So, eternal life is life that partakes of the nature and character of God. Eternal life is life that partakes of God’s grace, God’s goodness, God’s generosity, God’s compassion, God’s righteousness or justice, God’s integrity, God’s truth, and so forth. The central theme of John’s Gospel, which is introduced in John’s introduction or prologue, is that Jesus fully and completely embodies God’s life. Jesus is the “Word made flesh.” Jesus is the revelation of the will of God to all who will receive his word as God’s word to them. In the language of John, Jesus and God are one, because Jesus lives in harmony with God and faithfully carries out God’s will.

When the Jews who are antagonistic toward Jesus, hear him claim to be one with the Father, they take up stones to stone him. They are enraged. Jesus asks them,
“For which of the good works that I have done are you going to stone me?” There response is, “It is not for any good work you have done, rather, it’s for the blasphemy that comes out of your mouth. For you are making yourself equal to God.”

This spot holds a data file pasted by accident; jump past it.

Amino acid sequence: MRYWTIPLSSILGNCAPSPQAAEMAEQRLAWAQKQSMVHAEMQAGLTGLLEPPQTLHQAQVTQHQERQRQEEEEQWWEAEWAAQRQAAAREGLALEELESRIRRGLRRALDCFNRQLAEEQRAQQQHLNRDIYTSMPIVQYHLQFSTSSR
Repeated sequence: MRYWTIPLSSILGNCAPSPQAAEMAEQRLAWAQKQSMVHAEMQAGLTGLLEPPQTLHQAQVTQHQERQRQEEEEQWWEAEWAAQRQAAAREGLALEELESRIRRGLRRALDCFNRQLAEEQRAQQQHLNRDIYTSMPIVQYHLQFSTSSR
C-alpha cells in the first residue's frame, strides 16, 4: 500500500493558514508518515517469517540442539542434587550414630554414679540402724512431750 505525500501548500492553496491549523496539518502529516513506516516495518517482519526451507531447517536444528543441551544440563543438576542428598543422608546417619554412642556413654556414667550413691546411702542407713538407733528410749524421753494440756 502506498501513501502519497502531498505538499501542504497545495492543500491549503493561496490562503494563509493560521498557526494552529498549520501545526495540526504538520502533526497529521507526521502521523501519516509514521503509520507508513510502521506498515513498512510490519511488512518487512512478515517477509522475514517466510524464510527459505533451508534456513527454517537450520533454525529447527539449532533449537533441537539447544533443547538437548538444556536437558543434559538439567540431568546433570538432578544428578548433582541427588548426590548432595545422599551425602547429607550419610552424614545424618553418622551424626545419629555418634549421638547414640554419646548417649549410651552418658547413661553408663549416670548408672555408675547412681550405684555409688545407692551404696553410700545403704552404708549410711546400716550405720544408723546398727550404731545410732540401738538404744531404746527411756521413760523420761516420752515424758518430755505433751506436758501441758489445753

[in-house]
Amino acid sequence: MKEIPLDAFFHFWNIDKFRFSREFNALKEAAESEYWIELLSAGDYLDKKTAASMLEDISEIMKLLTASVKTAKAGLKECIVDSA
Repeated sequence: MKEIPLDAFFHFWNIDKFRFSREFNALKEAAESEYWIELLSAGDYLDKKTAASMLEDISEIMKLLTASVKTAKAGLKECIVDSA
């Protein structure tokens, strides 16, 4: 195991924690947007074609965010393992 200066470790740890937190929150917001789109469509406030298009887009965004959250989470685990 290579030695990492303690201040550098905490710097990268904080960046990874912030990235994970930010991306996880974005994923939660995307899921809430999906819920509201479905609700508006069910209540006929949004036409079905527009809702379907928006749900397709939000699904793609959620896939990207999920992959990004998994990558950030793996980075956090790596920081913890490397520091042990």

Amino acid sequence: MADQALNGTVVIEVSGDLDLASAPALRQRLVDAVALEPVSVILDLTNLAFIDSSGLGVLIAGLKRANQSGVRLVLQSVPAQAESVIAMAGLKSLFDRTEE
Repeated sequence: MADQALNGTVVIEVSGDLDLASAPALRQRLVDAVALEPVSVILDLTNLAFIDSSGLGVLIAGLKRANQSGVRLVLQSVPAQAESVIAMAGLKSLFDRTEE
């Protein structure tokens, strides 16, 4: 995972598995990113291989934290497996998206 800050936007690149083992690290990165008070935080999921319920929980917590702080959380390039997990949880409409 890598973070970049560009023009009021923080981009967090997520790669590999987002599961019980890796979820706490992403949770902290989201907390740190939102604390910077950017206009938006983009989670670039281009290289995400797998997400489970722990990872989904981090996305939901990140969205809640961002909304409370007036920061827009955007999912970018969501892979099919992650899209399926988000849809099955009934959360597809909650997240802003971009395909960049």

It’s really important that we not read into this claim of oneness with God by Jesus the creeds and confessions of the church that developed much later. Jesus is not claiming to be God. No good Jewish monotheist would ever make such a claim. He is claiming to be in union with God, and because he is in union with God, because he knows God, because he is listening to the Spirit of God, he is able to speak and act with the authority of God as God’s son, as God’s agent and redeemer. They accuse Jesus of blasphemy because in their mind Jesus has no right to claim to be God’s son and to act on God’s behalf. Jesus is uncredentialed. They are offended, because they consider themselves to be the gatekeepers, to be the credentialed spokespersons for God. They see Jesus claiming an authority that he does have. An authority that belongs exclusively to them. Isn’t this how exclusive forms of religion and Christianity work. How many churches get kicked out of denominations and groups because they go against the authority of the gatekeepers. This is how exclusive religion works.